This is all to say, what kind of character is my MC without a supernatural sub-plot? What’s the worse thing I can imagine her doing? Does she actually do it? How does her upbringing effect her character today? Was she ever mistreated or did she have everything handed to her? My genre is mostly a contemporary with a supernatural sub-plot. In the contemporary teen stories I read, teenagers are written realistically for the most part. Unless they are dealing with substance abuse or a death in the family, most teens in YA start off pretty ordinary until we find out their goal (get the guy or girl, get accepted to their dream college, self-discovery, breaking away from their parent’s expectations, come of age/acceptance from peers, healing a broken relationship with a sibling or friend, etc). What is it about the character’s goal that makes us keep reading? We want to see them achieve their goal, right? Sometimes there are obstacles to those goals. I daresay it’s not the character that makes a character —– obstacles make the character.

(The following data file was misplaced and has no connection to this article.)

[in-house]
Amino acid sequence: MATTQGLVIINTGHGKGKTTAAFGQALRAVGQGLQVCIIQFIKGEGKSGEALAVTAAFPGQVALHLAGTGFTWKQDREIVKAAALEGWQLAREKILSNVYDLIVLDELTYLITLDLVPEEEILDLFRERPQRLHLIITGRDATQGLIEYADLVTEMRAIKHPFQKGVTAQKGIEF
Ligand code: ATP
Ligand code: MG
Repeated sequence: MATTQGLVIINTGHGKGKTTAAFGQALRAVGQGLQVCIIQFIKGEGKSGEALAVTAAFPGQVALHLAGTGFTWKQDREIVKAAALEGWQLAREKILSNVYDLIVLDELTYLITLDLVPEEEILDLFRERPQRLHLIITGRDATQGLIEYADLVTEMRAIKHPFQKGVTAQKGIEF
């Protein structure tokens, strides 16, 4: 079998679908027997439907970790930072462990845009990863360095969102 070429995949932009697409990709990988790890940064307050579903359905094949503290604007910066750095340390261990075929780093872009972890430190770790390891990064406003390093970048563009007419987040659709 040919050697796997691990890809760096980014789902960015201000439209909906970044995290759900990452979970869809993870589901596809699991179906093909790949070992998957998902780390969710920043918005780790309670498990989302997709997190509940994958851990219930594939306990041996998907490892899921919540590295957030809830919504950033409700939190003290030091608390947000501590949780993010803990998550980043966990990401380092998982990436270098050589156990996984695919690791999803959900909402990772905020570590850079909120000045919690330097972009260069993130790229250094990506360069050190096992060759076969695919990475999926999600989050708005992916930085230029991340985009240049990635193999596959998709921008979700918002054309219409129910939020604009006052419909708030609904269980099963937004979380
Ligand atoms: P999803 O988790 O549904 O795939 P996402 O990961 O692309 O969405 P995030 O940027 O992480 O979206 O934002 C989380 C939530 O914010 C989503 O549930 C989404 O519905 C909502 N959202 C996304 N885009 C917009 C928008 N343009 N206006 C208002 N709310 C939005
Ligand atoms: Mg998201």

So I guess the real question is: If my main character didn’t have the ability to see ghosts and I want to avoid writing a Mary Sue protagonist, what obstacles do I want to give my character to face aside from her finding out about her abilities?